When my family came to see me in the dormitory they said, 'Oh, your conditions are so poor - four to five people in such a small room.' Of course the rooms are nothing like at home in the mountains. In the countryside the houses are all big. I must say that it's a bit boring now. I don't get a chance to go out. If I worked shifts I still couldn't go out. If I was working night shifts I'd be worried I wouldn't get enough sleep for the next shift. Things are tough. Being on the production line is very hard work. Even though some Japanese machines have been brought in, one person still has to run ten at once. That's very hard. Your'e always on the move, never still. If you want to go to the toilet you have to get someone to take over for you. There are no breaks. For people like us, life is tough. Work is tough. It has to be said that work in the production workshops is very tough. Speaking for myself, I feel very frustrated. If I'd stayed at home and succeeded at senior high school I could have got a better job.

    I can be frank with you. I have a boyfriend from the same place as me. He's like me, also a temporary worker here. Now I'm rethinking things. We haven't yet married, even though we've been together four years, and now I'm not very happy about it. One problem is that we don't have a flat. If we got married we wouldn't have a flat because our household registration is elsewhere. He is also a wage-worker. His wages are only 500 yuan a month, so if the two of us got married we'd only have a thousand yuan a month. If, for example, we were to have a child, the costs would be very high. As far as kindergartens and schools are concerned, we're a 'black' household: we don't have household registration here, so we'd have to pay double to get our kid in. I feel lost. After having spent ten years at the Hangzhou cotton factory I myself feel that I'm a nobody. I've worked for so many years. I have lots of former classmates who've done something for themselves. They've graduated from college and been assigned a good job. So sometimes I really feel inferior. You could say that most of us 'working sisters' have a sense of inferiority. One problem is that we're not registered here. As far as Hangzhou people are concerned, they are the hosts and we are outsiders. In other words, we're just crashing their dinner party. It's so embarrassing.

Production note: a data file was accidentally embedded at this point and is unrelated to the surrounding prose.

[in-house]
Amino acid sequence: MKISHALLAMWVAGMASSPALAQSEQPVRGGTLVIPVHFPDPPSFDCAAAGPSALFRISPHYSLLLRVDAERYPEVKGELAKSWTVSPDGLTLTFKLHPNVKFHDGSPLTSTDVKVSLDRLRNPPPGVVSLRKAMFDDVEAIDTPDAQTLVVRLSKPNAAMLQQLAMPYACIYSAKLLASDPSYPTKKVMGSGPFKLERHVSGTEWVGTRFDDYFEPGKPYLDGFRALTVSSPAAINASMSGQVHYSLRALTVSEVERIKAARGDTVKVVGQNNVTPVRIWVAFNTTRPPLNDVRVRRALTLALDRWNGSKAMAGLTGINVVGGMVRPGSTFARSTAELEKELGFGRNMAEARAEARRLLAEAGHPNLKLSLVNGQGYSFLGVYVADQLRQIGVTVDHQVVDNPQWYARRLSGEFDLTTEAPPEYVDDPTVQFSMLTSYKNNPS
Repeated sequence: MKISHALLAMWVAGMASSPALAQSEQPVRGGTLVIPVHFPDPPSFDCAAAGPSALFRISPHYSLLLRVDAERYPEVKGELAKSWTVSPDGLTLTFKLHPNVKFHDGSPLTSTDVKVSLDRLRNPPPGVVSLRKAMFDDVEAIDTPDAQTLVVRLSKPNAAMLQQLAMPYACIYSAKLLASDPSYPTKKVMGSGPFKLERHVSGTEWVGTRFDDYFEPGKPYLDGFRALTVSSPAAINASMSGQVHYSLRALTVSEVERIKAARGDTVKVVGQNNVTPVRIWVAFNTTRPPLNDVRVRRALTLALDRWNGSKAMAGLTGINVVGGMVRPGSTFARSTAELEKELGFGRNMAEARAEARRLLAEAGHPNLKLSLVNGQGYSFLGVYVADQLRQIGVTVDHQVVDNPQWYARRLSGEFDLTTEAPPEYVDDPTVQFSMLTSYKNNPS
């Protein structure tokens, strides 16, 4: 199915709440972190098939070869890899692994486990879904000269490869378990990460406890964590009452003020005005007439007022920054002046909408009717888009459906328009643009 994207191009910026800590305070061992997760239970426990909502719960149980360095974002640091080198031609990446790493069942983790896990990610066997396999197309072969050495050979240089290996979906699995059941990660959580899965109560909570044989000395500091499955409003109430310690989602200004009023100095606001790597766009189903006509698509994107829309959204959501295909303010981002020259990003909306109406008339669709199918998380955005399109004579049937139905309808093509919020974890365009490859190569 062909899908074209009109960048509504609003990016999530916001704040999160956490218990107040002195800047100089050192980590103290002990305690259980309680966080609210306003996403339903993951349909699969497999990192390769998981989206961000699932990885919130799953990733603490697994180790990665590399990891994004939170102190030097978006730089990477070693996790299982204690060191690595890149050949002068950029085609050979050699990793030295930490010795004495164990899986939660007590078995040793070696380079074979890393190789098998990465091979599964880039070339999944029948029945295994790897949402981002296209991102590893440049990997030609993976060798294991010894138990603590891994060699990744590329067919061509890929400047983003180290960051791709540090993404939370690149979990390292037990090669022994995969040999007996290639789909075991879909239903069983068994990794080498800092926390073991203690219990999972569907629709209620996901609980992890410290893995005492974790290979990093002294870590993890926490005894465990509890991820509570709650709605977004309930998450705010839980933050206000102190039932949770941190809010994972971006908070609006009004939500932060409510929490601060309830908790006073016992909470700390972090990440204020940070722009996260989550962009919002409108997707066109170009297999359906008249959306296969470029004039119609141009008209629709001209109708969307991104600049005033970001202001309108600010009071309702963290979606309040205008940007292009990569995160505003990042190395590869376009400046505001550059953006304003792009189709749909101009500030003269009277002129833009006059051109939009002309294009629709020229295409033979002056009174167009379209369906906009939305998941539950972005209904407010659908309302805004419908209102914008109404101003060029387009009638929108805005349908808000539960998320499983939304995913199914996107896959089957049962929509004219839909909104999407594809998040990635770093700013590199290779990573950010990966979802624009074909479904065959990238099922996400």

When I first came I thought like a country girl. I thought I'd go back to where I'd come from. I always thought I'd go home one day. That's what I said five, no six, years ago. At most I'd work in Hangzhou for just a few years. Even if I got married, it would be back at home. That's how I thought. I was still a country girl. When the other girls escaped and went home, I felt I couldn't go back because I'd be laughed at, but I didn't feel good about it. I'm a country person, so naturally I wanted to go back. But now I think that even if they wanted me to, I wouldn't go back. I went home for a few months, but couldn't adapt. I've already got used to things here. In terms of food etc., of course things at home have improved. You could say it's not much different from the city now. All the same, I'd prefer to stay here. It's still more comfortable here.

  9. As far as methodology goes there are a number of fairly straightforward points to be made. First of all, and at the simplest level, a video recording serves the same function as does an audio recording. It means that the researcher need not be hampered by having to take notes during the interview, and can go over what has been said at a later date. However, because visual cues and expressions are so
    important in a conversation, a video recording is more appropriate than an audio recording in an interview context - if only because visual cues inform the spoken word. Thus, the visual images of Mei Luxian - the way in which she held herself, the way her eyes moved and the way she smiled, combined with the energy and intonations of her voice, reveal much about her personality and about the way in which she responded to the interview context. All this unspoken information has much bearing upon the content of what she was saying, and would be lost if only written notes or an audio recording had been taken, rather than a video of the interview. Secondly, video is not just a useful recording device; it also has distinct advantages as a way of presenting research. Video images presented on a screen come to the viewer directly as perception. Hence, they have an apparent immediacy and realism which is different from that apprehended in the 'interiority' of our thoughts when we read a book. Furthermore, as any advertising agent will explain, the combination of visual images and sound can often convey information, ideas and emotions much more quickly than the spoken word.